Climate change is one of those topics that is especially frustrating for science communicators. It is a massively important problem that demands our immediate attention because it is threatening wildlife, our oceans, food crops, and human lives; particularly some of the poorest in the world.
There's an enormous amount of evidence that climate change is real, yet there are some who simply refuse to believe it and can be pretty vocal about it. While we should be focusing time and energy on figuring out how to best address the problem, we waste precious time arguing over its existence. For those who talk about science every day, fielding negative comments from climate change deniers becomes an annoying part of life.
Theoretical astrophysicist Katie Mack from the University of Melbourne recently took to Twitter to confess some heartfelt feelings about climate change:
With Twitter being Twitter, Mack was bound to receive some negative comments following the tweet, no matter how genuine the intention behind her words. One messenger, in particular, lashed out with his response.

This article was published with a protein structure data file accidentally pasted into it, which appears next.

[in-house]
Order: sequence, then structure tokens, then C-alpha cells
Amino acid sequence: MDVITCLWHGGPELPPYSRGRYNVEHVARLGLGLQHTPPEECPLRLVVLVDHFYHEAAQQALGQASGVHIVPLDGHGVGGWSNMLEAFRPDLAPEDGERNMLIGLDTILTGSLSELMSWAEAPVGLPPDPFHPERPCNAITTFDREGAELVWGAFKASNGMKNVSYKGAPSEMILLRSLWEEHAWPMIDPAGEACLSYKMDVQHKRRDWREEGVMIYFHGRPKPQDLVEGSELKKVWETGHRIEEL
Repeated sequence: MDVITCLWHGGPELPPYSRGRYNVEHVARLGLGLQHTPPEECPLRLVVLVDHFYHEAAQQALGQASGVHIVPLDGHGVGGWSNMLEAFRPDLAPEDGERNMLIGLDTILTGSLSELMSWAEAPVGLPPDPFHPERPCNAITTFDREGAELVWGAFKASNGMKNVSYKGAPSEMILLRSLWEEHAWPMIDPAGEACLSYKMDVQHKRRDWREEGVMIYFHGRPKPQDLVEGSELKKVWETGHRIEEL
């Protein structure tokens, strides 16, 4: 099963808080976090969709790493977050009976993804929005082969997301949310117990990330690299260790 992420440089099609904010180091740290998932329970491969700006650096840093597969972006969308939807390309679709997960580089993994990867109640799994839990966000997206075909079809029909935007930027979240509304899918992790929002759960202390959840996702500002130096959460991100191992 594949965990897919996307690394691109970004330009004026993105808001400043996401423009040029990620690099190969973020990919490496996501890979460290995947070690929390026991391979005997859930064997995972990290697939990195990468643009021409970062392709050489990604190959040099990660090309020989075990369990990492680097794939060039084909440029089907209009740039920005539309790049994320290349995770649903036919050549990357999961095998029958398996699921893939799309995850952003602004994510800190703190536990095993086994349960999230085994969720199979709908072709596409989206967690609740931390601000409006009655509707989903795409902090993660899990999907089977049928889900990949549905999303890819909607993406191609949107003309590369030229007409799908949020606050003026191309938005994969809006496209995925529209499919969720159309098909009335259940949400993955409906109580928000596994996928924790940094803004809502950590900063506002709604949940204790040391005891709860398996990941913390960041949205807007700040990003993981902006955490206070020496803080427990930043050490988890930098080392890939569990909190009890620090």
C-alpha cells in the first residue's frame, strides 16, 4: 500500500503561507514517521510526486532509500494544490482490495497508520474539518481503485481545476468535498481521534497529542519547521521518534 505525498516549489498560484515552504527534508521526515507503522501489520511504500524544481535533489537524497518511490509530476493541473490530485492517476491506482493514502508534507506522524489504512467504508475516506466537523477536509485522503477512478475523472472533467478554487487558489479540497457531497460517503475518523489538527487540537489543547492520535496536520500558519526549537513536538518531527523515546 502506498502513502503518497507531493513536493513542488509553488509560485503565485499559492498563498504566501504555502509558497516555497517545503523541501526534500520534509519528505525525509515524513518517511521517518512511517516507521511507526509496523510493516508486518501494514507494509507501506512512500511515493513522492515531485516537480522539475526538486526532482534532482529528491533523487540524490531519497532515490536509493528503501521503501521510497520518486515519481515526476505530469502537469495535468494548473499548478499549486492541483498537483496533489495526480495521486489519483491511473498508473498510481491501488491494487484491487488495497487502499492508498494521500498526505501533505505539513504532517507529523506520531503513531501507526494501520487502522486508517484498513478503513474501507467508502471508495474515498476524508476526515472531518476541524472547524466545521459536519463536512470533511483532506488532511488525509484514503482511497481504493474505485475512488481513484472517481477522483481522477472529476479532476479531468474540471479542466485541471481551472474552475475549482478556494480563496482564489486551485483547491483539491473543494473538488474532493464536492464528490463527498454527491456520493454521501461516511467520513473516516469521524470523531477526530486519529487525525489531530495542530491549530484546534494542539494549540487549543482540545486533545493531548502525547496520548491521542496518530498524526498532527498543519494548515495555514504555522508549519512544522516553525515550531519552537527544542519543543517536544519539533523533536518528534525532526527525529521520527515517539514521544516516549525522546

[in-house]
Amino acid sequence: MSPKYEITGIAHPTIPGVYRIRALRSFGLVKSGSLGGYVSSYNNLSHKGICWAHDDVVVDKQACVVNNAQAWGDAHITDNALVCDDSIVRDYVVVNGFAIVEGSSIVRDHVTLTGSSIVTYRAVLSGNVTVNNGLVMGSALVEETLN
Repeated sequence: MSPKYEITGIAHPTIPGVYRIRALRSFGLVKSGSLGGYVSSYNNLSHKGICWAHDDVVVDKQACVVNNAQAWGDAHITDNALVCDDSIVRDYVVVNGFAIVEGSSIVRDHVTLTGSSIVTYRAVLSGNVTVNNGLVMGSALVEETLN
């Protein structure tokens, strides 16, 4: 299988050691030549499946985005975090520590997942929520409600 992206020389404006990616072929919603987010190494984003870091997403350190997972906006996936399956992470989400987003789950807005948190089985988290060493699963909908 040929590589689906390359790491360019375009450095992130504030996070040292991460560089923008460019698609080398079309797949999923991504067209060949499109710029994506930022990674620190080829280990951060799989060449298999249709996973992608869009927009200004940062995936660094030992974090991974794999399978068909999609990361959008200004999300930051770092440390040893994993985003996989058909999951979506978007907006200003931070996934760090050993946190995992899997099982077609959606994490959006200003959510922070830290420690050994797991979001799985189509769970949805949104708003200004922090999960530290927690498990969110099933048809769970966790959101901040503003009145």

She could have dismissed the comment with the eyeroll we all gave it, but she decided to clap back perfectly:
Not many people can humblebrag about their PhD in astrophysics, but she can and she did it beautifully.
Many of her followers who caught the exchange agreed:
Even though the original, hastily-written comment was meant to spread nastiness instead of promoting dialogue, it does bring up an interesting point about who we listen to about certain issues.
Mack is known for her work with topics including dark matter, black holes, and cosmic strings. There's no denying that she's extraordinarily intelligent, but what would an astrophysicist know about climate change? Should we even trust her to know what she's talking about?
Yes, we should.
It's true, Mack isn't a climatologist, ecologist, or biologist who would have direct, hands-on experience with the ways the world is changing because of the climate (or maybe she does, because who am I to say how she spends her weekends?). But she does understand the way science works.
There are requirements of publishing studies in a scientific journal and the scientific community is constantly checking and rechecking itself in order to catch any mistakes. If there was enough contradictory evidence to justify a controversy, that'd be a different story. The evidence overwhelmingly supports the reality of human-caused climate change, so it makes sense for all of us to trust the process and accept that it's something we need to deal with.
While it'd be nice if the conversation could shift from "is climate change real?" to "what can we do about climate change?" it might be a while before that happens. Until then, Mack leaves us with some brilliant closing thoughts:
As Leslie Jones would say: Slay all day!
Cover image: Katie Mack/University of Melbourne